It depends on if my treatment is working and if I am outside on my feet. There was a time I was on Enbrel and working part time and I felt pretty good. I almost forgot I had RA. But this was a very brief moment in time. For the past few years, it’s always the same. The days I spend at home relaxing are the days I feel the best. The days I have to work for 8 hours are the days I feel achy. If my meds are working, the aches are somewhat normal for having worked all day. If they aren’t working, I’m in pain. I’m generally always feeling fatigued which is something I’m still trying to figure out. I’ve been on Humira for about a year and it hasn’t been working 100% so I believe this is why I feel that constant fatigue.

What are you going to school for?

I’m currently an Art Education Major at the City College of New York. I graduate in 2017 and I’m working towards getting my teachers certification at CCNY as well.

When did you first get into art?

I’ve been drawing all my life. My mom told me as a kid she would buy me all different kinds of coloring activity books and I’d happily color all day. I didn’t start taking it seriously until I was 12 years old. I met my then best friend, who did these drawings of girls that I really loved. She showed me her basic technique and I just took off on my own journey. I remember her saying how I caught up to her skill level in such a short amount of time. I loved drawing because I had (and still have) a vast imagination and finally found an outlet. Everything was art from that point on…I just paint/draw whatever I see in my mind. There’s an entire world in my head.

Does art help you cope with arthritis? If so, how?

Art can be therapeutic for my arthritis as it gives me a distraction from it. It can be overwhelming thinking about all these medications in my body, health insurance, joint damage, etc. It’s nice to forget about all that while focusing on how to draw a hand correctly, what colors will make my next piece pop, or creating a story. I just get so immersed in what I’m doing that I’m distracted from all my concerns for a little while. It’s also calming to know that everything I create will be something to leave behind to show that arthritis never stopped me.

What do you hope to communicate through your art?

This is me, this is my story. This is who I am. I’m a girl trying to navigate her way through this world and see what it’s all about. This is something that I’m going to do and nothing, not even my arthritis, will stop me.

How did you come up with the idea for “Art For Arthritis”?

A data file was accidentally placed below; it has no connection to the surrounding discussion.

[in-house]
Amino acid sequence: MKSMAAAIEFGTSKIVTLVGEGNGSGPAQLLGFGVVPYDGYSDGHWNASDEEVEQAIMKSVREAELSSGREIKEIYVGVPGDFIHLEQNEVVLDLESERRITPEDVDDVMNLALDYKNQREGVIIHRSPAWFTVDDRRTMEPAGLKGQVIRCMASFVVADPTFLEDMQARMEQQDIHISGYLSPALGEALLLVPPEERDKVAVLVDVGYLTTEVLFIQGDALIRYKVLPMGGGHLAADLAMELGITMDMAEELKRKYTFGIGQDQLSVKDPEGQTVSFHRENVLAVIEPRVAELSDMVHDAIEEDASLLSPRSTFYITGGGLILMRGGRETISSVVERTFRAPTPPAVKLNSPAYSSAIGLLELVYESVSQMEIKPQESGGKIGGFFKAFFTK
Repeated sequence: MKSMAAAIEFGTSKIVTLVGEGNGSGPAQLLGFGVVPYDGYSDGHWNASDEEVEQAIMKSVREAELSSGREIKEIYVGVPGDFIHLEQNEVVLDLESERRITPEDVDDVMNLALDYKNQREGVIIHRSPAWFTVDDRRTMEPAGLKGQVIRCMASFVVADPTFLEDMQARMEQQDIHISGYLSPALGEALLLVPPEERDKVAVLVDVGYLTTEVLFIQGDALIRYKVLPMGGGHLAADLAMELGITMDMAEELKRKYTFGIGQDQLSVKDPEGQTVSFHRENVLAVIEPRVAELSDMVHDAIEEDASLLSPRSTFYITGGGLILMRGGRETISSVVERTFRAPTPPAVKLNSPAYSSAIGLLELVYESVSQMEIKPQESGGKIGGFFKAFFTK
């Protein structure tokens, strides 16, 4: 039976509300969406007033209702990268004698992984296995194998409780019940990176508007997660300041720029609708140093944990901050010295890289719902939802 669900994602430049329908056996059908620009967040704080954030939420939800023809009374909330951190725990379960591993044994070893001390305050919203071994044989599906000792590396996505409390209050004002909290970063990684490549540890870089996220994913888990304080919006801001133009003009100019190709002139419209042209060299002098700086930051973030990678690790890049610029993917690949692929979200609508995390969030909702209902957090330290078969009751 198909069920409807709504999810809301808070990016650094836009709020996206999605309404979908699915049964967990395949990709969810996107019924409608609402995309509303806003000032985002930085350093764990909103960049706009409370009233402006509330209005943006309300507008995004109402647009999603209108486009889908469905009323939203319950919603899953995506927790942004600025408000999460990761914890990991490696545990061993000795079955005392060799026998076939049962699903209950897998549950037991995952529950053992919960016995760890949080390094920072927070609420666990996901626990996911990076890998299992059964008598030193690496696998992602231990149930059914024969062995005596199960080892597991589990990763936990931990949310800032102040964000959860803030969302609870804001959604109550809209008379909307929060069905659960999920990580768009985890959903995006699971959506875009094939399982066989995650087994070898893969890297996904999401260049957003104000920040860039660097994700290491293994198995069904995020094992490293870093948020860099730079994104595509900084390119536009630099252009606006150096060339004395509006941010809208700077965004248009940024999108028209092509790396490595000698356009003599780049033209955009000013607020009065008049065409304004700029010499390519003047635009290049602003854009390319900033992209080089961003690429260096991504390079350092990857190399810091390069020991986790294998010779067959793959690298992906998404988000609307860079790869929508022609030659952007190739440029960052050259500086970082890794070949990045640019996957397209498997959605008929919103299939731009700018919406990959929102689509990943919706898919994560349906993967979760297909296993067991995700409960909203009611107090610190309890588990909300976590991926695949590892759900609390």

I always wanted to have my own gallery show for my art. So when I started planning it, I thought to myself: “why am I doing this? What’s the big reason?”

Then it hit me. I have arthritis. Time to turn the thing I saw as a negative for so long in to my greatest ally. I can use both my talent and my arthritis to do something great. I talked to my mom about the idea and she loved it. She said “do your art for arthritis.” The road paved itself out from that moment on. I am an artist with arthritis.

Black and white photography above by Diannalynn Ramos


What did the Art For Arthritis event mean to you personally?

This event was me taking a negative and turning it into a positive. When you can do that, you win that situation. I try to live by that, never dwelling on anything. I’m all about being productive and moving forward. I also wanted to give other artists a chance to shine… When I stood up on stage to give my speech and saw the crowd of people attending my event, I couldn’t help but think to myself that my art and my arthritis together did this. This event was me taking back my power, realizing my potential and cherishing how important it is to have a community.

What would you tell others who are looking to put on a similar event?

Ignore your doubts. I woke up one day and felt like I needed a purpose. I needed to do something big this summer. Just by doing that and putting it out there, it happened. As long as you’re determined and know what you want, you can get it done.

Does Sakhia’s Art For Arthritis even inspire you? Tell us about it in the comments below!

Article Author
Arthritis National Research Foundation

The Arthritis National Research Foundation's mission is to provide initial research funding to brilliant, investigative scientists with new ideas to cure arthritis and related autoimmune diseases. There are several ways to support research through the ANRF. Find out more and donate today.